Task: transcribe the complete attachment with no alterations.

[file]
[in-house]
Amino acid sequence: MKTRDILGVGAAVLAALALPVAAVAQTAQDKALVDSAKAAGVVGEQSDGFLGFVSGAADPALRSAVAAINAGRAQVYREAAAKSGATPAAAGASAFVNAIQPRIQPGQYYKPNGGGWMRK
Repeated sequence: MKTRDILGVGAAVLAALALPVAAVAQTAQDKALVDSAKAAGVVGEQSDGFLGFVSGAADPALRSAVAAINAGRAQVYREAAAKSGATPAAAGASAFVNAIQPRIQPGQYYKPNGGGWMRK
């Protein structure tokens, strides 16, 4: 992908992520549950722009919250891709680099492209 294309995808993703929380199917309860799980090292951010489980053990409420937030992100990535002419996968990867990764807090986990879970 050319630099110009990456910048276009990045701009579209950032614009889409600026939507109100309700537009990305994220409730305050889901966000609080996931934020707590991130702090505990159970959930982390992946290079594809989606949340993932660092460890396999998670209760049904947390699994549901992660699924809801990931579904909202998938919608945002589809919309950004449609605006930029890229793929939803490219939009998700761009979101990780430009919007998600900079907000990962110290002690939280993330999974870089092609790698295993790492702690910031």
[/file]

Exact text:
[in-house]
Amino acid sequence: MKTRDILGVGAAVLAALALPVAAVAQTAQDKALVDSAKAAGVVGEQSDGFLGFVSGAADPALRSAVAAINAGRAQVYREAAAKSGATPAAAGASAFVNAIQPRIQPGQYYKPNGGGWMRK
Repeated sequence: MKTRDILGVGAAVLAALALPVAAVAQTAQDKALVDSAKAAGVVGEQSDGFLGFVSGAADPALRSAVAAINAGRAQVYREAAAKSGATPAAAGASAFVNAIQPRIQPGQYYKPNGGGWMRK
């Protein structure tokens, strides 16, 4: 992908992520549950722009919250891709680099492209 294309995808993703929380199917309860799980090292951010489980053990409420937030992100990535002419996968990867990764807090986990879970 050319630099110009990456910048276009990045701009579209950032614009889409600026939507109100309700537009990305994220409730305050889901966000609080996931934020707590991130702090505990159970959930982390992946290079594809989606949340993932660092460890396999998670209760049904947390699994549901992660699924809801990931579904909202998938919608945002589809919309950004449609605006930029890229793929939803490219939009998700761009979101990780430009919007998600900079907000990962110290002690939280993330999974870089092609790698295993790492702690910031």